Passiflora foetida

stinking passion flower


Passiflora foetida

L. 1753

pronounced: pass-ih-FLOR-uh FET-ih-duh

(Passifloraceae — the passionfruit family)


common names: stinking passion flower, love-in-a-mist, wild maracuja

Passiflora comes from two Latin words, passio, passion, and flora, a flower; foetida comes from the Latin word for ‘stinking’.

This vine, which has become an invasive weed in many areas, is a creeper with an edible fruit, and leaves that have a mildly rank odour. It is native to northern South America and the West Indies, but has become naturalized in many other places, including Magnetic Island.

The stems are thin, wiry and woody, and covered with sticky yellow hairs. The leaves are alternate, 3- to 5-lobed, and viscid-hairy. They give off an unpleasant odour when crushed. The vine climbs with the aid of axillary tendrils.

The flowers are white to pale cream in colour, with a ring of purple towards the centre, and are about 5–6 cm in diameter, with 3 styles. They are subtended by 3 fringed bracts covered in sticky hairs. This is a very pretty flower.

The fruit is globose, 2 – 3 cm in diameter, yellowish orange to red when ripe, and has numerous black seeds embedded in the pulp. the fruits are surrounded by the bracts and bractioles. The fruit is eaten by birds, who disperse the seeds.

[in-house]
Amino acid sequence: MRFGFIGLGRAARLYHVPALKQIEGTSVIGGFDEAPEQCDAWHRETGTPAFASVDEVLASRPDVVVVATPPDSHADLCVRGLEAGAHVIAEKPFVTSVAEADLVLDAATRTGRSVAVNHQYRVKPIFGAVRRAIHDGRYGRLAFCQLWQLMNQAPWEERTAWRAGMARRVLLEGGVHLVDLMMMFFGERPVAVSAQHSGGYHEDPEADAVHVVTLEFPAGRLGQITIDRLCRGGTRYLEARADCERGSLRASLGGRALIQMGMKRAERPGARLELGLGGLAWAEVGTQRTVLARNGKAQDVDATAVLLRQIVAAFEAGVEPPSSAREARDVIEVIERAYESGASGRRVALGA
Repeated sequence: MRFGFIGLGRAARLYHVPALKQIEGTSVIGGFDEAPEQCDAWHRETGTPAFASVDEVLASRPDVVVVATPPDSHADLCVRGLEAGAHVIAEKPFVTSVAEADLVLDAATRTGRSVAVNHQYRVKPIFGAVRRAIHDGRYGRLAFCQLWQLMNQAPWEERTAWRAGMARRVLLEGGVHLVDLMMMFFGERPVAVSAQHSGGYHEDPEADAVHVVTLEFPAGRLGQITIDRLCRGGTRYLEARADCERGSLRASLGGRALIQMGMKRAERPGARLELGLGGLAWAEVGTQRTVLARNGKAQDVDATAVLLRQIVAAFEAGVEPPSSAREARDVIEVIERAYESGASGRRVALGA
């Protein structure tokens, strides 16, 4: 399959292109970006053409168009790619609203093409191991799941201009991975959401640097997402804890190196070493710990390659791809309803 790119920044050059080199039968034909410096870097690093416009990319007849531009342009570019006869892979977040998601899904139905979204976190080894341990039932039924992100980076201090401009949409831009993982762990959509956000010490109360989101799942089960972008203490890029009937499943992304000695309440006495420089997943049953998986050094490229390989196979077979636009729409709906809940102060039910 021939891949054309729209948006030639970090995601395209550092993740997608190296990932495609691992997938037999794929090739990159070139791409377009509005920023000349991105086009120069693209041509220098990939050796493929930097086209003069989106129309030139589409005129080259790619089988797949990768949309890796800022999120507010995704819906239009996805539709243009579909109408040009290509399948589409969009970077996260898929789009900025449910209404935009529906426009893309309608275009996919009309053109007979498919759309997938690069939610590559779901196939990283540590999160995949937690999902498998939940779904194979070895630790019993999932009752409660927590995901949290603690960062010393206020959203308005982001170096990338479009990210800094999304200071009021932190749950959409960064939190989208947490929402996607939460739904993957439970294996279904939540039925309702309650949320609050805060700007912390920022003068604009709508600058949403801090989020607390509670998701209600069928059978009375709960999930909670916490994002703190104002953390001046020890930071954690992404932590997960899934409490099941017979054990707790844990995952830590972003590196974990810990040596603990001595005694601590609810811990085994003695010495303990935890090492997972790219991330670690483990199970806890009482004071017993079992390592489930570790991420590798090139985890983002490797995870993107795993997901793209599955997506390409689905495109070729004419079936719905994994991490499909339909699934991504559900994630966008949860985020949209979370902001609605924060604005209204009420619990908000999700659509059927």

The sticky hairs on the bracts of this plant trap insects, but opinion seems to be divided as to whether the plant digests and gains nourishment from the trapped insects, or merely uses its bracts as a defensive mechanism to protect its flowers and fruit.

The fruits are edible, mildly sweet and delicately flavoured, and taste very much like the normal passionfruit from Passiflora edulis. Young leaves and plant tips are also edible. A tea is made from dry leaves, and used in Vietnamese folk medicine to relieve sleeping problems. A similar tea is used in Suriname’s traditional medicine as an expectorant and for nervous disorders.

Most of the members of the Passiflora genus are not only important sources of nectar for many insects, but have leaves that supply the food for various moths and butterflies. Passiflora foetida is host to the caterpillar of the Gulf Fritillary butterfly, but, as far as I know, this butterfly is not found in Australia. The Australian Fritillary caterpillar appears to feed on native violets. To prevent butterflies from laying too many eggs on a single plant, some passion flowers bear small coloured lumps that resemble butterfly eggs, and appear to fool the butterflies into believing that there are already enough eggs there. The caterpillars of the Glasswing butterfly Acraea andromacha feed on the leaves of this species.


Information about medicinal qualities of plants, or about their use as medicines, is for interest only, and is not intended to be used as a guide for the treatment of medical conditions.


Photographs taken 2009, 2011, Picnic Bay
Page last updated 18th February 2019